Reading her poetry alongside her latest novel shows how well deserved the early plaudits for Jenni Fagan were, writes Stuart Kelly
The Sunlight Pilgrims by Jenni Fagan | William Heinemann, £12.99; The Dead Queen Of Bohemia: Collected Poems by Jenni Fagan | Polygon, £9.99
When Jenni Fagan’s debut, The Panopticon, was published in 2012, I rather put my critical reputation on the line by hailing its mixture of eerie surrealism and polemical outrage as the best Scottish debut in a decade. Indeed, I was later on the panel which selected her as Granta magazine’s Best of Young British Novelists for 2013. So it was with a degree of trepidation that I opened her new novel, The Sunlight Pilgrims, wondering if it would bear the weight of expectation. Thankfully, it does. It has the same combination of the weird and the all too real; the same concern for the marginal and the dispossessed. But it plays for higher stakes, and reaps greater rewards.
It begins on “the last day of autumn – perhaps for ever”, with three characters witnessing a triple parhelia – the illusion that there is more than one sun in the sky – in a run-down Scottish caravan park. Dylan MacRae is a tattooed, gin-distilling former owner of a Soho arthouse cinema, who has travelled north with the ashes of his mother and grandmother in Tupperware boxes, having inherited one of the caravans. Constance is a no-nonsense survivalist held at arm’s length by the insular community because she has two lovers, a taxidermist and a traveller, and will forgo neither of them. Stella, Constance’s daughter, is a sarcastic young goth. She is also, we soon learn, transitioning from her birth gender. Set in the near future, ecological catastrophe is plunging Britain into a new Ice Age, and as society buckles and petrifies, the breakdown of the state poses a particular dilemma for Stella. Without hormone therapies she will soon start to go through puberty: her voice will break, and wisps of hair sprout on her chin and upper lip.
The issue of Stella’s transition is done with wonderful sensitivity and expansive empathy, and plays into the novel’s wider concerns. How does the past – our decisions, our genes, our upbringing – determine us? To what extent can we fashion ourselves? The protagonist of The Panopticon was an individual with no family; The Sunlight Pilgrims is about having too much family. It invites comparison with a novel such as E Annie Proulx’s The Shipping News or Sara Taylor’s wonderful The Shore. There is a little wink to the reader about Fagan’s own aesthetic when Dylan reminisces about his childhood watching “Tom and Jerry, Man Ray, Herzog and Lynch, Besson and Bergman”. But if I were to suggest a fantasy director for the novel, it would have to be Guy Maddin, whose similarly estranged fables, The Saddest Music In The World or The Twilight Of The Ice Nymphs, seem in key with Fagan’s work.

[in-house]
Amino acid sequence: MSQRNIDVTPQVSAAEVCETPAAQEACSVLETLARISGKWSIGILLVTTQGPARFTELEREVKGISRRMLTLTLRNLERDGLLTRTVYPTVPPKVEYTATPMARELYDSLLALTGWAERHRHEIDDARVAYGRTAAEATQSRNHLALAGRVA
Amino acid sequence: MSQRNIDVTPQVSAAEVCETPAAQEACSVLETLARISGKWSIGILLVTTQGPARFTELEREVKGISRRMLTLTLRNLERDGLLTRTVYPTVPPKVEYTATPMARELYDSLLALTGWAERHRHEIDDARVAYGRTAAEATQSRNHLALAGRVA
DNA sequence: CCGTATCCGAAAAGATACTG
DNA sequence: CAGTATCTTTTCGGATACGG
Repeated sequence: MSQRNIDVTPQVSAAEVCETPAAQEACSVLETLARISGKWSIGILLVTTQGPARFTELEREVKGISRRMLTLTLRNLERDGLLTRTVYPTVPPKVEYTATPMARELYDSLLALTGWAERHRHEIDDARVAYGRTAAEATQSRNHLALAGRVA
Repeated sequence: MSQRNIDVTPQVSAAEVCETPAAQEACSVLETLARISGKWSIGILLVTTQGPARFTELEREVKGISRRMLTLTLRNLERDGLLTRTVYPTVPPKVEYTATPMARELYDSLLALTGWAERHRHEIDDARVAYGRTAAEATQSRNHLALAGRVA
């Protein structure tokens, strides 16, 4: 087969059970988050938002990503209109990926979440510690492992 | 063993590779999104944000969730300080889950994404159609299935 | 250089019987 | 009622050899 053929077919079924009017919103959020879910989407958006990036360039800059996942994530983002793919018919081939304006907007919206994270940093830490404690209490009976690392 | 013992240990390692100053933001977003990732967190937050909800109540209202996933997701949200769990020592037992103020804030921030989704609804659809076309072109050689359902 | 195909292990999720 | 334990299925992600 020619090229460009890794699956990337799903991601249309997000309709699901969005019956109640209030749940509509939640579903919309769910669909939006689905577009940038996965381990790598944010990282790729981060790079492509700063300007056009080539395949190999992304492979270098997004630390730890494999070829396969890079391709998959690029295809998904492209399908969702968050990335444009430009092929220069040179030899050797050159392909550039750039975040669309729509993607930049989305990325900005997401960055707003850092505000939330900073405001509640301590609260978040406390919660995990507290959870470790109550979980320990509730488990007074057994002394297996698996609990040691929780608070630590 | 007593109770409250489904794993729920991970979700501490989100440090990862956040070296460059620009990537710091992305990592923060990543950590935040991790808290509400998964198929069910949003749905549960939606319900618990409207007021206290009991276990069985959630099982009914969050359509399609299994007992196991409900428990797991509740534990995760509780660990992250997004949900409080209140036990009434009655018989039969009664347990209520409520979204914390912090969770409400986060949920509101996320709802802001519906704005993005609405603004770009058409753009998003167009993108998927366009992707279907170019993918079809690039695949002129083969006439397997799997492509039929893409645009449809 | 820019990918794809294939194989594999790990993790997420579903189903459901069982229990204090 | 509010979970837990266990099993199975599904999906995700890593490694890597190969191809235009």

The title comes from a legend, which links Dylan to Constance and Stella in a curious manner, about a group of ascetic monks, one of whom manages to live on sunlight alone, becoming a form of human battery. The philosopher Simone Weil entertained a similar idea, about humans evolving a kind of chlorophyll, in her late illness. Weil came to mind often while reading The Sunlight Pilgrims, especially her concept of “metaxu” – “every separation is a link” – and her idea of modern “uprootedness”.
Reading Fagan’s collected poems alongside the novel is instructive. The third section, “Urchin Belle”, features caravan parks; the poem “5 am”, with a woman “hoovering the road” and “trying to polish the moon”, is transposed wholesale into the second chapter of the novel. “The Empty Vase” has a person “drinking light”. Many of the anguished, alienated poems, such as “Instruction Manual for Suicidal Girls (boys, trolls & troglodytes)” , are clearly the work of the author of The Panopticon. Fagan favours a light, free-verse form, sometimes with a single word comprising the line, which bears comparison to the Beat work of Ferlinghetti and Corso. Although personally I prefer the knottier, riddling poetry of Lowell and Berryman, Fagan handles this more elastic form with skill. The very best of the poems – “Exit Stage Left, Admitting The Abyss”, “What Happened?”, “In Woods You Wait”, “Wonder Walnut” and the cadenza-like “I Wanna Be Your Dog” – are memorable and visceral, with deft changes of register. The uncompromising attitude is best expressed in “The Happening”: “This life which happened at me / I happened right back at it”.
There is, in both The Sunlight Pilgrims and The Dead Queen Of Bohemia, an almost mythic quality. The Panopticon showed that Fagan can be brave and bold; these books also show she can dissect tenderness and graciousness. She can move from black humour (“– And your Dad? she asks. – My mum didn’t catch his name, he says.”) to haunting poetry (“she’ll have to go through the darkest parts of herself – between the pulsing aorta with its rivers of blood – to her heart, where there is a tiny little door to for ever”). I cannot wait to see what she does next.